• Know your triggers: Once you have identified the circumstances that can trigger drug cravings, you can change your behaviors to avoid these situations. If it’s impossible to avoid a trigger, you can at least prepare yourself ahead of time so that you can respond in a healthy manner, without resorting to substance abuse. 
  • Resist isolation: Sometimes the simple act of talking to someone else about what you’re going through can help you put your current challenges into proper context. Active addiction can be isolating, but connecting with others can be a valuable means of managing difficult emotions and protecting your recovery.

If Those Don’t Work, What Are My Treatment Options?

If you haven’t been able to overcome or manage your drug cravings on your own, don’t despair. When you find the right type of treatment, your life can get much better. Here are just a few of the many options that may help:

  • Medication: Certain prescription medications can ease alcohol cravings as well as cravings for certain other substances, such as opioids. Depending on what’s best for you, medication can be either a short- or long-term solution.
  • Cognitive behavioral therapy (CBT): CBT is a goal-focused form of psychotherapy. If your goal is to become better able to manage drug cravings, CBT sessions can help you identify maladaptive thoughts and beliefs that may be linked to these cravings. Then you can work with your therapist to make the changes that will reduce the impact of future cravings.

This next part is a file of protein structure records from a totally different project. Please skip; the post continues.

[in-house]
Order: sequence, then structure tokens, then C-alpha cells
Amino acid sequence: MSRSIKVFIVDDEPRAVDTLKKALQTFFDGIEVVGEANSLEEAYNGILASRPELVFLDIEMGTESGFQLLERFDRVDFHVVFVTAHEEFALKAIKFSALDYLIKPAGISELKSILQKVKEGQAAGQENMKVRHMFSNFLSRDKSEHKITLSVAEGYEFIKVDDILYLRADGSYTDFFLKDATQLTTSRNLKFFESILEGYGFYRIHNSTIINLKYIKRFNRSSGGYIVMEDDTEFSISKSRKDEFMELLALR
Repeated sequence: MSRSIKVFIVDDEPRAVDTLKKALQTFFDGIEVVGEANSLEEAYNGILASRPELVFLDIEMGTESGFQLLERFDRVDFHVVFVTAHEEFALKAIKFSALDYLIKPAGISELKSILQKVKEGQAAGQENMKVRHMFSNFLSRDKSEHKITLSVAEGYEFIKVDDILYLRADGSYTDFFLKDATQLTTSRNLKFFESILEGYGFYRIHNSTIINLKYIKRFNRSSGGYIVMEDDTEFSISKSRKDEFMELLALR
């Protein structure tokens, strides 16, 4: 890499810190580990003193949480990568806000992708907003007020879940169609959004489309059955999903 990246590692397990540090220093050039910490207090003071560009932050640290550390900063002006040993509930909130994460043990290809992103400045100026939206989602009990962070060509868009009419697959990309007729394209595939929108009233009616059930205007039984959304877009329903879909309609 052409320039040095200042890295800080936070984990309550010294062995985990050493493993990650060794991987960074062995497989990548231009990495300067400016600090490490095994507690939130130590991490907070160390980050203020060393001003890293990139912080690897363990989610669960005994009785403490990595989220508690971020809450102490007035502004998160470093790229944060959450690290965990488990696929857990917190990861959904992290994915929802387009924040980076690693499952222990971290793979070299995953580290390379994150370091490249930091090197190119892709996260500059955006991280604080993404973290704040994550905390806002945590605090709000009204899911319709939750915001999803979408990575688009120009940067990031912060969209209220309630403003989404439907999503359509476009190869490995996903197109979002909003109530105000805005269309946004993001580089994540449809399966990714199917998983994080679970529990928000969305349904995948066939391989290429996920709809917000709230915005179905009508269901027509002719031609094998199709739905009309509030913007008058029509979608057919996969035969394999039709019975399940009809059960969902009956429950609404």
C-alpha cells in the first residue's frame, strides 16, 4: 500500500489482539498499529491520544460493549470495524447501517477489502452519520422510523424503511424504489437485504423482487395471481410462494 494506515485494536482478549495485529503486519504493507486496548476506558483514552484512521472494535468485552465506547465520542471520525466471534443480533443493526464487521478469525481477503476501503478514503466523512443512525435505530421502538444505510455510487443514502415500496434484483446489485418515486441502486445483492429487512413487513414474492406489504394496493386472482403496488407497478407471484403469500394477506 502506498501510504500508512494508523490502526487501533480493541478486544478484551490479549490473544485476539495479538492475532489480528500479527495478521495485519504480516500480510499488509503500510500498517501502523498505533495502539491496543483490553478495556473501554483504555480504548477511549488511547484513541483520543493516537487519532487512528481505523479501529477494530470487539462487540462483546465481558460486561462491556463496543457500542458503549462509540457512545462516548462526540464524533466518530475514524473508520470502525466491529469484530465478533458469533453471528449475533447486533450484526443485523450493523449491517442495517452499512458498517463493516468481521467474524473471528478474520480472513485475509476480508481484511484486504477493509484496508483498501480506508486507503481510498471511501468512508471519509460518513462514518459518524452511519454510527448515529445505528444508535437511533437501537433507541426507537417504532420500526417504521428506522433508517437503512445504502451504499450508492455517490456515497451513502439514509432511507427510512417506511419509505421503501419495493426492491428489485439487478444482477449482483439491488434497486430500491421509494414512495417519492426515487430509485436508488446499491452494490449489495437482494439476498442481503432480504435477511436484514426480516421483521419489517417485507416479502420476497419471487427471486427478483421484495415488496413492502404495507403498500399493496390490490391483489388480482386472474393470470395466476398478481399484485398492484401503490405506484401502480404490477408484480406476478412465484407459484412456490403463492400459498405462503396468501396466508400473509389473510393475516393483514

• Dialectical behavior therapy (DBT): Distress tolerance is one of four skills that are often taught through DBT sessions. The other three skills are mindfulness (which we mentioned in the previous section), emotion regulation, and interpersonal effectiveness. DBT sessions can be a valuable element of care for someone who has been experiencing strong drug cravings.
  • Holistic services such as music therapy, art therapy, and food and nutrition education can help you make essential lifestyle changes and develop better stress management capabilities, both of which can be beneficial in terms of easing the impact of drug cravings.

At Sanctuary Treatment Center, we’ll work with you to identify the full scope of your needs, then select the therapies and services that can help you achieve personal goals such as learning how to effectively manage drug cravings. 

Contact Our Drug And Alcohol Addiction Treatment Center in Los Angeles, CA

Sanctuary Treatment Center offers a full continuum of customized care for adults who have become addicted to alcohol and other drugs. Programming options at our addiction treatment center in Los Angeles include detoxification, inpatient care, outpatient rehab, and aftercare support. At every level of care, you can expect to receive personalized service and comprehensive support from a team of highly skilled professionals.

To learn more or to schedule a free assessment, please visit our Contact Us page or call us today.